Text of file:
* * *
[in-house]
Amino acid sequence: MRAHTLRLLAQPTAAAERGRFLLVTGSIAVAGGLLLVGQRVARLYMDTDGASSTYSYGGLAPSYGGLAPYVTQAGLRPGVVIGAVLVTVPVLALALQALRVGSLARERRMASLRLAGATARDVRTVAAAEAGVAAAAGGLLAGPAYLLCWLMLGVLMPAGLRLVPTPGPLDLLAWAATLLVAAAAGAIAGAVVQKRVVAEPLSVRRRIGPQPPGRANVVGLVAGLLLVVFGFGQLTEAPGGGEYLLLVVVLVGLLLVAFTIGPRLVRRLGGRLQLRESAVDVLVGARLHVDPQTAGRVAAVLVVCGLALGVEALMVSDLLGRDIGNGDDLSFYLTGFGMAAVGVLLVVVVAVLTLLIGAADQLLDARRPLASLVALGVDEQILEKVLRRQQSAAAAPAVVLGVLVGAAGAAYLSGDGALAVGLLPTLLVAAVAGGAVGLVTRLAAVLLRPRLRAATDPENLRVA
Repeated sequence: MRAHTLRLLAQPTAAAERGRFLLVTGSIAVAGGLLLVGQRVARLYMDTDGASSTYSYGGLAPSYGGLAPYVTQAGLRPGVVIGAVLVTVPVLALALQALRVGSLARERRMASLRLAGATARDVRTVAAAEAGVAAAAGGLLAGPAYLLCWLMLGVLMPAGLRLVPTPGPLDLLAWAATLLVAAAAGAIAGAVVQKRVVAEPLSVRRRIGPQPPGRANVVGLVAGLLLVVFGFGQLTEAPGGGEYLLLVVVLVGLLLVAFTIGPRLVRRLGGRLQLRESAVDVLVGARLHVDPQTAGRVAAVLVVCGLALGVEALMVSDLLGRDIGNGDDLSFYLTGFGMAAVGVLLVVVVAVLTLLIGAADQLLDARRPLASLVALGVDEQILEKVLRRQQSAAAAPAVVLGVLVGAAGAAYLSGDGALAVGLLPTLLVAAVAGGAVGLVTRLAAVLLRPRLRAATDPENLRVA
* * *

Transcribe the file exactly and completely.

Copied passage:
[in-house]
Amino acid sequence: MRAHTLRLLAQPTAAAERGRFLLVTGSIAVAGGLLLVGQRVARLYMDTDGASSTYSYGGLAPSYGGLAPYVTQAGLRPGVVIGAVLVTVPVLALALQALRVGSLARERRMASLRLAGATARDVRTVAAAEAGVAAAAGGLLAGPAYLLCWLMLGVLMPAGLRLVPTPGPLDLLAWAATLLVAAAAGAIAGAVVQKRVVAEPLSVRRRIGPQPPGRANVVGLVAGLLLVVFGFGQLTEAPGGGEYLLLVVVLVGLLLVAFTIGPRLVRRLGGRLQLRESAVDVLVGARLHVDPQTAGRVAAVLVVCGLALGVEALMVSDLLGRDIGNGDDLSFYLTGFGMAAVGVLLVVVVAVLTLLIGAADQLLDARRPLASLVALGVDEQILEKVLRRQQSAAAAPAVVLGVLVGAAGAAYLSGDGALAVGLLPTLLVAAVAGGAVGLVTRLAAVLLRPRLRAATDPENLRVA
Repeated sequence: MRAHTLRLLAQPTAAAERGRFLLVTGSIAVAGGLLLVGQRVARLYMDTDGASSTYSYGGLAPSYGGLAPYVTQAGLRPGVVIGAVLVTVPVLALALQALRVGSLARERRMASLRLAGATARDVRTVAAAEAGVAAAAGGLLAGPAYLLCWLMLGVLMPAGLRLVPTPGPLDLLAWAATLLVAAAAGAIAGAVVQKRVVAEPLSVRRRIGPQPPGRANVVGLVAGLLLVVFGFGQLTEAPGGGEYLLLVVVLVGLLLVAFTIGPRLVRRLGGRLQLRESAVDVLVGARLHVDPQTAGRVAAVLVVCGLALGVEALMVSDLLGRDIGNGDDLSFYLTGFGMAAVGVLLVVVVAVLTLLIGAADQLLDARRPLASLVALGVDEQILEKVLRRQQSAAAAPAVVLGVLVGAAGAAYLSGDGALAVGLLPTLLVAAVAGGAVGLVTRLAAVLLRPRLRAATDPENLRVA